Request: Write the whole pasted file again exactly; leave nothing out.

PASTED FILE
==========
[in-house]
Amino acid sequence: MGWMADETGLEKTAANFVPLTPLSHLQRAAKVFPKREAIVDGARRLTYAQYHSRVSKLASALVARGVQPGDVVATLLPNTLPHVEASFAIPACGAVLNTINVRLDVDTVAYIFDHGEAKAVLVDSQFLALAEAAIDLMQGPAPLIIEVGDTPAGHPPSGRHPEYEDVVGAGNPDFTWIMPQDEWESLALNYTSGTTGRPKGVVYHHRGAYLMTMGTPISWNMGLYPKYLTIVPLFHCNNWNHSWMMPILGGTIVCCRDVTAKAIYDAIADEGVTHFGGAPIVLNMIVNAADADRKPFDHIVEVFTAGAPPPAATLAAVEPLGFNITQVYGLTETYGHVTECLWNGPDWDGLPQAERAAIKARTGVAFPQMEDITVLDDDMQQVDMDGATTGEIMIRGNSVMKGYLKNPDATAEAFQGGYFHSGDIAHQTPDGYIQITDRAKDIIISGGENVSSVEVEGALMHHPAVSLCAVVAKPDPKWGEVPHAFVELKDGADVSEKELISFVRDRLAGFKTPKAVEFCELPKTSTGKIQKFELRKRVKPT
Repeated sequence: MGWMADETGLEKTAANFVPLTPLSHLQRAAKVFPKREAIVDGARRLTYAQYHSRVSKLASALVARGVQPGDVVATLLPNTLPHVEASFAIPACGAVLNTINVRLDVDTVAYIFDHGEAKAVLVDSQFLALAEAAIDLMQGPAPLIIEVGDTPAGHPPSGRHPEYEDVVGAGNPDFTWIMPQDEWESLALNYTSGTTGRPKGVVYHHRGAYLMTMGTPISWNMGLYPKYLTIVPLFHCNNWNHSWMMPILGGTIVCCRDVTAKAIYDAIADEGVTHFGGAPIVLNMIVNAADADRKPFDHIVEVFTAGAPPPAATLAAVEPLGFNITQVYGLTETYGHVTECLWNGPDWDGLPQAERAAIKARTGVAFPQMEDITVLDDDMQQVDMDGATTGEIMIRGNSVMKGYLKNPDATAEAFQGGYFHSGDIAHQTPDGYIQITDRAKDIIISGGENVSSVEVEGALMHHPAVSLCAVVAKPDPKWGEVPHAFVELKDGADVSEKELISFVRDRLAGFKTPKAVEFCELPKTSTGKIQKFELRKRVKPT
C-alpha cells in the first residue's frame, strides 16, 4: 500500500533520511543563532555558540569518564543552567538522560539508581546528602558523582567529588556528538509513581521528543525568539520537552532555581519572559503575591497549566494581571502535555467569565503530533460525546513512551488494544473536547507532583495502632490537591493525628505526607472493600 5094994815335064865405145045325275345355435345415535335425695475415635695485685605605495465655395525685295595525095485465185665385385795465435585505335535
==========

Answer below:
[in-house]
Amino acid sequence: MGWMADETGLEKTAANFVPLTPLSHLQRAAKVFPKREAIVDGARRLTYAQYHSRVSKLASALVARGVQPGDVVATLLPNTLPHVEASFAIPACGAVLNTINVRLDVDTVAYIFDHGEAKAVLVDSQFLALAEAAIDLMQGPAPLIIEVGDTPAGHPPSGRHPEYEDVVGAGNPDFTWIMPQDEWESLALNYTSGTTGRPKGVVYHHRGAYLMTMGTPISWNMGLYPKYLTIVPLFHCNNWNHSWMMPILGGTIVCCRDVTAKAIYDAIADEGVTHFGGAPIVLNMIVNAADADRKPFDHIVEVFTAGAPPPAATLAAVEPLGFNITQVYGLTETYGHVTECLWNGPDWDGLPQAERAAIKARTGVAFPQMEDITVLDDDMQQVDMDGATTGEIMIRGNSVMKGYLKNPDATAEAFQGGYFHSGDIAHQTPDGYIQITDRAKDIIISGGENVSSVEVEGALMHHPAVSLCAVVAKPDPKWGEVPHAFVELKDGADVSEKELISFVRDRLAGFKTPKAVEFCELPKTSTGKIQKFELRKRVKPT
Repeated sequence: MGWMADETGLEKTAANFVPLTPLSHLQRAAKVFPKREAIVDGARRLTYAQYHSRVSKLASALVARGVQPGDVVATLLPNTLPHVEASFAIPACGAVLNTINVRLDVDTVAYIFDHGEAKAVLVDSQFLALAEAAIDLMQGPAPLIIEVGDTPAGHPPSGRHPEYEDVVGAGNPDFTWIMPQDEWESLALNYTSGTTGRPKGVVYHHRGAYLMTMGTPISWNMGLYPKYLTIVPLFHCNNWNHSWMMPILGGTIVCCRDVTAKAIYDAIADEGVTHFGGAPIVLNMIVNAADADRKPFDHIVEVFTAGAPPPAATLAAVEPLGFNITQVYGLTETYGHVTECLWNGPDWDGLPQAERAAIKARTGVAFPQMEDITVLDDDMQQVDMDGATTGEIMIRGNSVMKGYLKNPDATAEAFQGGYFHSGDIAHQTPDGYIQITDRAKDIIISGGENVSSVEVEGALMHHPAVSLCAVVAKPDPKWGEVPHAFVELKDGADVSEKELISFVRDRLAGFKTPKAVEFCELPKTSTGKIQKFELRKRVKPT
C-alpha cells in the first residue's frame, strides 16, 4: 500500500533520511543563532555558540569518564543552567538522560539508581546528602558523582567529588556528538509513581521528543525568539520537552532555581519572559503575591497549566494581571502535555467569565503530533460525546513512551488494544473536547507532583495502632490537591493525628505526607472493600 5094994815335064865405145045325275345355435345415535335425695475415635695485685605605495465655395525685295595525095485465185665385385795465435585505335535